- For quite a long time, Singapore has been a favourite business destination for many countries due to its smooth and hassle-free taxation policies
- By the end of 2018, the manufacturers in Singapore were able to produce S$139.6 billion worth of computer and electronic parts
GlobalFoundries, one of the major semiconductor manufacturing companies in the US has proclaimed back in June to spend $4 billion to expand its semiconductor making factory in Singapore. The primary intention is not just about some cents and dollars and profits on the investment, but it is to diversify international supply chains as geopolitical tensions between China and the US has been on scuffle in the past one year.
The company thinks that its new chipmaking facility would be ready for operation in the first half of 2023 coupled with regulatory environment, favourable tax policy, and a team of efficient and talented workers. For quite a long time, Singapore has been a favourite business destination for many countries due to its smooth and hassle-free taxation policies.
Thomas Caulfield, CEO of GlobalFoundries has told exclusively to the Bloomberg, “around 70 percent of all foundry manufacturing takes place in Taiwan, a couple of hundred miles away from China, from one company. It’s put a huge risk to the world economy.”
Caulfield further opined that not only China, but in fact, the global semiconductor manufacturing for long has been dominated by Taiwan with companies TSMC has been a key provider of chipset to Apple and other leading global brands. During that time, Singapore was also a favoured destination for chipset making, but due to some flaws in policies it could not compete the race.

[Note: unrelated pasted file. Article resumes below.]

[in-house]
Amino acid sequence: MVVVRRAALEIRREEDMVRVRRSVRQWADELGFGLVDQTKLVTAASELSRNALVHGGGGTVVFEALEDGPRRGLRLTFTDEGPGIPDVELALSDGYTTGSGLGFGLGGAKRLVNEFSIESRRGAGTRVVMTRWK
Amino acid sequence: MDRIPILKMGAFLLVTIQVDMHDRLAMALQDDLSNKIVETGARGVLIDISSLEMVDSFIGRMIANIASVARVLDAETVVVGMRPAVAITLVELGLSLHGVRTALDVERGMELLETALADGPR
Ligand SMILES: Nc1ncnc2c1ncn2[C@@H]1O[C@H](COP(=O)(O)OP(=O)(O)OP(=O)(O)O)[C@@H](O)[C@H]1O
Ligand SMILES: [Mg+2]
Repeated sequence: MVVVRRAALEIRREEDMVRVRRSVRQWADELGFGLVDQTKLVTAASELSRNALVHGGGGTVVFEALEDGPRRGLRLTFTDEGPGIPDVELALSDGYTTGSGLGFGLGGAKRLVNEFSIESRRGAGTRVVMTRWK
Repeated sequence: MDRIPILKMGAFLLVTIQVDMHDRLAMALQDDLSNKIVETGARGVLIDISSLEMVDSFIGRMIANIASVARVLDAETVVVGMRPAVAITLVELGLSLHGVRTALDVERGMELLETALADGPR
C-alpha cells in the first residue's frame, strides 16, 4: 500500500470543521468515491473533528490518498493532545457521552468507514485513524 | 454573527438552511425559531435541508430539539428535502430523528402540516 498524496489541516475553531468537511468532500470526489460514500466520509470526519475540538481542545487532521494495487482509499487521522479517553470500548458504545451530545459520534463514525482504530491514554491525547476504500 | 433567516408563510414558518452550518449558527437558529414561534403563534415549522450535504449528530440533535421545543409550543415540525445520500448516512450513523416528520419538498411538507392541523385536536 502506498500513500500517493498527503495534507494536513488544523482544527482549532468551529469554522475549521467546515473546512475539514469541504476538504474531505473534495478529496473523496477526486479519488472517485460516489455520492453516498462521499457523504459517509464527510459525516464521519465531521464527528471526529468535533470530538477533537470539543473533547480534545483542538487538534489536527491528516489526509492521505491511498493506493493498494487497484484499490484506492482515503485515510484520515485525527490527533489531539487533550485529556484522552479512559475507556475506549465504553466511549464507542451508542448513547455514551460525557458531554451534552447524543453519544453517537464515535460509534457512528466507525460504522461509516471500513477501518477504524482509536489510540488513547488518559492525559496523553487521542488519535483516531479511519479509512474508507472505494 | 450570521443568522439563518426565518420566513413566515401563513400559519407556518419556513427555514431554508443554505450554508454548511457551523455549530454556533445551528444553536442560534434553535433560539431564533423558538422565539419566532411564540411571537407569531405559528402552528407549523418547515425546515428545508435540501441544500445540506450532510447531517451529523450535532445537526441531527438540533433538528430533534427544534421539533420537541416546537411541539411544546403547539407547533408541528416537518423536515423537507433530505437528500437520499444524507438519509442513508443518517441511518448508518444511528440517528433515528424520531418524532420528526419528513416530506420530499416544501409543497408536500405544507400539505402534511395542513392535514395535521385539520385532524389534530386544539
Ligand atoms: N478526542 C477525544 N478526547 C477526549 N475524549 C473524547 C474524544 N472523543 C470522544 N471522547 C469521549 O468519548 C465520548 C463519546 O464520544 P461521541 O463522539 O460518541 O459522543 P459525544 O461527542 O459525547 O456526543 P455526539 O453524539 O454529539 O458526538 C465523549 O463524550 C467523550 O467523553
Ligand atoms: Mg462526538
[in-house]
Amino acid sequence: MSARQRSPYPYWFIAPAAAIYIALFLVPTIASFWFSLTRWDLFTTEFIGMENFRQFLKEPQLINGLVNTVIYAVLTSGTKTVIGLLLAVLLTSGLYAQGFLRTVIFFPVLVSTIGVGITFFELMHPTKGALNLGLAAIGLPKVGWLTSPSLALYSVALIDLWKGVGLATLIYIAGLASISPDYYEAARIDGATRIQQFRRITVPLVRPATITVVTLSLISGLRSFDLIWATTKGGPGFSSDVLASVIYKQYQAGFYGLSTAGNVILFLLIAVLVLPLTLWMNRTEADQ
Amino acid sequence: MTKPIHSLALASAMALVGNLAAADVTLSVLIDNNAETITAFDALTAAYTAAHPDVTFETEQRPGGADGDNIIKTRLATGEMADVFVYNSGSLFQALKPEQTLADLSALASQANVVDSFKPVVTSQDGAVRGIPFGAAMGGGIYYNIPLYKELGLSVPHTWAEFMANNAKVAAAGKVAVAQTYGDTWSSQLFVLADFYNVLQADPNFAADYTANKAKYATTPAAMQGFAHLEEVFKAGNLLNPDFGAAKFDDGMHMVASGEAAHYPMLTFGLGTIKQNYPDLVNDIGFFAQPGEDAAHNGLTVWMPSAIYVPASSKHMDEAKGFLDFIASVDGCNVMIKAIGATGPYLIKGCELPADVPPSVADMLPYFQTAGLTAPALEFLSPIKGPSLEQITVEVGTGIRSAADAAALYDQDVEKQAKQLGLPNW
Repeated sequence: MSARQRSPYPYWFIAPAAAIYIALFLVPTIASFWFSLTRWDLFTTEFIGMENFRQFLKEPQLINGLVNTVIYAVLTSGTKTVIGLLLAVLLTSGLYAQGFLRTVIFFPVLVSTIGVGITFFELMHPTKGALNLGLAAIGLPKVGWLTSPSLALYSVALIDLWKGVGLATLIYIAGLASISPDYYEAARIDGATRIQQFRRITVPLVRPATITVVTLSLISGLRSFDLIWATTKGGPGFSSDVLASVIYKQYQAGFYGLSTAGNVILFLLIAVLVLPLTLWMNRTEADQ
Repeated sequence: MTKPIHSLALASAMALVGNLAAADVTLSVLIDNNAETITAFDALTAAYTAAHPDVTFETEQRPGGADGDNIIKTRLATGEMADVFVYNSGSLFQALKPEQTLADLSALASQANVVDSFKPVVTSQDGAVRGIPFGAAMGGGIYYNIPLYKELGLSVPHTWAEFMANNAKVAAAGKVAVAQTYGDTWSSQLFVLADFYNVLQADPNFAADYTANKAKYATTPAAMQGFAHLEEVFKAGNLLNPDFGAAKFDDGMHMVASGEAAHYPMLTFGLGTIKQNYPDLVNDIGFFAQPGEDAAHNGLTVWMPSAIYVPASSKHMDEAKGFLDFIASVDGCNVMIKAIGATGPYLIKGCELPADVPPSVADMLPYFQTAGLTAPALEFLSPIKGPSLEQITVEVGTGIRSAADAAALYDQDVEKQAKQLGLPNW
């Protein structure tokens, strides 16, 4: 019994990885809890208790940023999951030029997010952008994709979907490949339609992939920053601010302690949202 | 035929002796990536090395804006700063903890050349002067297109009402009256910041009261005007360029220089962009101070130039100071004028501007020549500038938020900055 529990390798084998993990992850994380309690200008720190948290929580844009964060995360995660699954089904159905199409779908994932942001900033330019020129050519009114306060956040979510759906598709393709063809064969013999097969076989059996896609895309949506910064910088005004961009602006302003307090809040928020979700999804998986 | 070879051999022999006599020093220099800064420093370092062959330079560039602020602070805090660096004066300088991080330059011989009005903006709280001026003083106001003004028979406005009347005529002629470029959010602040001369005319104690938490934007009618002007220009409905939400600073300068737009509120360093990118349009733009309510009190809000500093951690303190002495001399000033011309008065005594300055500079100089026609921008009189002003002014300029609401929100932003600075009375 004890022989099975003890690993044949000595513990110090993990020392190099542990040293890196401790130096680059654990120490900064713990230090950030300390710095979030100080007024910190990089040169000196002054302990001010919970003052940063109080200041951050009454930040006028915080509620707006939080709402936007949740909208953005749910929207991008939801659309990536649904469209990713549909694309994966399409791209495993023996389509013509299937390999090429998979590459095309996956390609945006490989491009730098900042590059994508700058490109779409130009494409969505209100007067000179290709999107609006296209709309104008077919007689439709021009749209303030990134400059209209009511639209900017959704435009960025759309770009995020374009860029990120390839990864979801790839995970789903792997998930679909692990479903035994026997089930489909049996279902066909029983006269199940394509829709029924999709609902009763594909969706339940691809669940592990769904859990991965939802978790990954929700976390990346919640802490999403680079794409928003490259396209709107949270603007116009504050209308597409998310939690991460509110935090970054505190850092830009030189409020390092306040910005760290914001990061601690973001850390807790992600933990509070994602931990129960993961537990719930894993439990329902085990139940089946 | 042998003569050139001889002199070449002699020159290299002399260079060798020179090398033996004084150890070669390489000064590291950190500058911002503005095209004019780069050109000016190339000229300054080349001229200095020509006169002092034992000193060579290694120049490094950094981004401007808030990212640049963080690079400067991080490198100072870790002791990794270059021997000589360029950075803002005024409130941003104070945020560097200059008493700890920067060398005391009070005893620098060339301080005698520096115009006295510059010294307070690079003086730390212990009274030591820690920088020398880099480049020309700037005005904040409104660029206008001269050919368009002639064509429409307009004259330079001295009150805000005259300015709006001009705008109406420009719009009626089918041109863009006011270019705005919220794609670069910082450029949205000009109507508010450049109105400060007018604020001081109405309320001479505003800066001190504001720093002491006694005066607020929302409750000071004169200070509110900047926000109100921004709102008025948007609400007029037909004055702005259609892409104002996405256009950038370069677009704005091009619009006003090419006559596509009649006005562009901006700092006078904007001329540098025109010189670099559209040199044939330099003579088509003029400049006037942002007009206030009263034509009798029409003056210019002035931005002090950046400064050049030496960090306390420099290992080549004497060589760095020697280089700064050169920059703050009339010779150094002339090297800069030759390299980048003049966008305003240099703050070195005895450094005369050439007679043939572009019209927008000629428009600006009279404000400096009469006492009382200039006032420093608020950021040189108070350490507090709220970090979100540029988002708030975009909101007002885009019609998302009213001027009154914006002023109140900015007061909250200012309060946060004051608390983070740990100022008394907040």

It is then Chartered Semiconductor commenced operating in 1987 backed by ST Engineering, which was funded by wealth fund company Temasek Holdings. Chartered Semiconductor assisted Singapore to become an international manufacturing center for semiconductors and computer components and by the end of 2000, the country manufactured $84 billion worth of computer, electronic, and optical products, including semiconductors.
In 2009, Charted Semiconductor was sold off to Abu Dhabi’s Advanced Technology Investment for $1.8 billion, which is the parent of GlobalFioundries. By the end of 2018, the manufacturers in Singapore were able to produce S$139.6 billion worth of computer and electronic parts, and by 2020 the sector accounted for 46.3 percent of total manufacturing output. Therefore, global experts opine that the country could beat Taiwan and China in semiconductor and electronic manufacturing in the coming few years.